the cox engine would mke a great APU for MBT/AFV. If i remeber rightly one of the problems with swopping to 120mm smoothbore was storage of the one piece rounds inside the vehicle, so couple that with the fact the more powerful engine that’s in the leopard is also smaller than the current perkins CV12 in place at the moment, then not saying it makes the smoothbore a goer, but it’s a start!!
UK operations in support of the French military in Mali are continuing from Evreux Air Base near Paris.
The Chinese C-17 clone is interesting, a real limitation for the Chinese has been their limited ‘reach’. The more they close that gap the more quite a few countries in this part of the world will start to sweat.
As much as I sometimes find fault with SO’s analysis, this time, I do think he’s close to accurate. An IRBM in ballistic reentry phase runs in at about Mach 15. Don’t think an explosive warhead is really relevant at that speeds. In fact, an explosive warhead may be a liability, self destructing before the maximum amount of kinetic damage can be done. Think of the missile as the sabot round from hell. If it punches through and warps/impacts the keel, you might have to write off the carrier even if it didn’t sink.
Interesting weapon. It really has potential to close not only carriers but all forms of airfields within reach, only strategic bombers from long range and AAR refueled aircraft would be immune due to distance.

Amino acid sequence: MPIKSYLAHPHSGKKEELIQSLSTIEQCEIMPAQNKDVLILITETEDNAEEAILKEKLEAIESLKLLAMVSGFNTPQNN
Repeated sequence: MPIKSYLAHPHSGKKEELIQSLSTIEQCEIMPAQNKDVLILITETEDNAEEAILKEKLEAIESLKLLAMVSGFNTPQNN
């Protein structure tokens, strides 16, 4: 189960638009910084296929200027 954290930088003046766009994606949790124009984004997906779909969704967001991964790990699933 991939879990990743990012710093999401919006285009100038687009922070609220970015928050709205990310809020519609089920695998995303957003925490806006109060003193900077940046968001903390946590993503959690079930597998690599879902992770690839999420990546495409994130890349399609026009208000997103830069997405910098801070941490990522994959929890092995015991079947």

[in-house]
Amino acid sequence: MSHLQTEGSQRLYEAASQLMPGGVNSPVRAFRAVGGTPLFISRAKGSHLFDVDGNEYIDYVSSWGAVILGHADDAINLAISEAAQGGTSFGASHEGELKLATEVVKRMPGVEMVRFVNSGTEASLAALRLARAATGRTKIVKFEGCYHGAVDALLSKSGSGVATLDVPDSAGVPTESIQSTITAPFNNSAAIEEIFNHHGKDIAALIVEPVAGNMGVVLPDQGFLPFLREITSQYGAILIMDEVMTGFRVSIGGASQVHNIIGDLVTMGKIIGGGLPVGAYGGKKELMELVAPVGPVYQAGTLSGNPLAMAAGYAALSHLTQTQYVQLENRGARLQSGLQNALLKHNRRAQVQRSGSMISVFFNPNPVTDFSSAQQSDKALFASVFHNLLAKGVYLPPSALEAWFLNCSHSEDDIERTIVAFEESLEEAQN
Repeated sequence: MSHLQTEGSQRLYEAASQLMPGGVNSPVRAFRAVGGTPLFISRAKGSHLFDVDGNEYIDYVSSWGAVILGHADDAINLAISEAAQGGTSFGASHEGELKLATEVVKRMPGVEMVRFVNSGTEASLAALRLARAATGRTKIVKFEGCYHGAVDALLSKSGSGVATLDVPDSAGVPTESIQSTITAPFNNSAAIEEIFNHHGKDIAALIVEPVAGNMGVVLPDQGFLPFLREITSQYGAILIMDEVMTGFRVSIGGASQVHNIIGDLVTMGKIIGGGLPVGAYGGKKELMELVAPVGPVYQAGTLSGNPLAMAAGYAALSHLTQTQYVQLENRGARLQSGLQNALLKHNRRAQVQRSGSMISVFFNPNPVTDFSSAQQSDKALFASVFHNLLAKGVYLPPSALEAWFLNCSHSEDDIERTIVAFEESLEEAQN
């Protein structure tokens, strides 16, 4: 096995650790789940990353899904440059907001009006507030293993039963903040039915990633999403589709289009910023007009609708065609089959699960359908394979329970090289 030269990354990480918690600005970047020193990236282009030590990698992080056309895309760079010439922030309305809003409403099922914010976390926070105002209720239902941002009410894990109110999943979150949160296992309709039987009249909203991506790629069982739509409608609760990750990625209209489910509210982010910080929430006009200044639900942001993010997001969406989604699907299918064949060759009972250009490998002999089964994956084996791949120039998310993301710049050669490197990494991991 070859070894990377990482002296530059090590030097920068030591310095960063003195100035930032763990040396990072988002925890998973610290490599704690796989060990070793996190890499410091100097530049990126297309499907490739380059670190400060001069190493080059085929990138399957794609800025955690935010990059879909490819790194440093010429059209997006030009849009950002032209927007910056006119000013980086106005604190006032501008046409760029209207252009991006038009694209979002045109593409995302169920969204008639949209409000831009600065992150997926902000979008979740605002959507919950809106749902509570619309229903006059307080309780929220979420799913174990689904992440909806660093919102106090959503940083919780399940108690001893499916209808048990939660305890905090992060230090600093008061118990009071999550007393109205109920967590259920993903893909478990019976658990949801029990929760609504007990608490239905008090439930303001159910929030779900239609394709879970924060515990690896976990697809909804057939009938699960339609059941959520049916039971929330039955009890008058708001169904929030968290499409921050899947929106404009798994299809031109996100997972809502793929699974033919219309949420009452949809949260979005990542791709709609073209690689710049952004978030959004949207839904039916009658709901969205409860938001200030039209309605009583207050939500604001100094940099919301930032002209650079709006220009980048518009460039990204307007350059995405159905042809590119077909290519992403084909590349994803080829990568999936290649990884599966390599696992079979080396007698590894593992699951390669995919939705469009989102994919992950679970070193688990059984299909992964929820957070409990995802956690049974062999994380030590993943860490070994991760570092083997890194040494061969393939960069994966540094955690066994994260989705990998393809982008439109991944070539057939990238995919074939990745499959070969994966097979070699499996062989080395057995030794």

@SO & Observer
I am not saying the weapon as theorized won’t work. If you can hit a target at that speed you will do a ton of damage, no doubt. I have a lot of doubts about them making the kill chain for that whole thing work sufficiently well to actual hit a carrier and further doubts about the wisdom of lighting off a few dozen weapons that will look a lot to the outside world like potential nuclear launches. What I am saying is that until I see the thing work in a full up real test scenario (which I have to believe if the Chinese could do they would do) all this really tells me is that they could hit a concrete pad with something. It could be an IRBM or it could be 500 pound bombs.
I am given the most doubt by the fact there there are renewed rumors that the Chinese are after TU-22Ms and their associated missiles. If you had the ability to drop an RV from orbit on a carrier you don’t futz around with buying antique Cold War bombers.
“doubts about the wisdom of lighting off a few dozen weapons that will look a lot to the outside world like potential nuclear launches”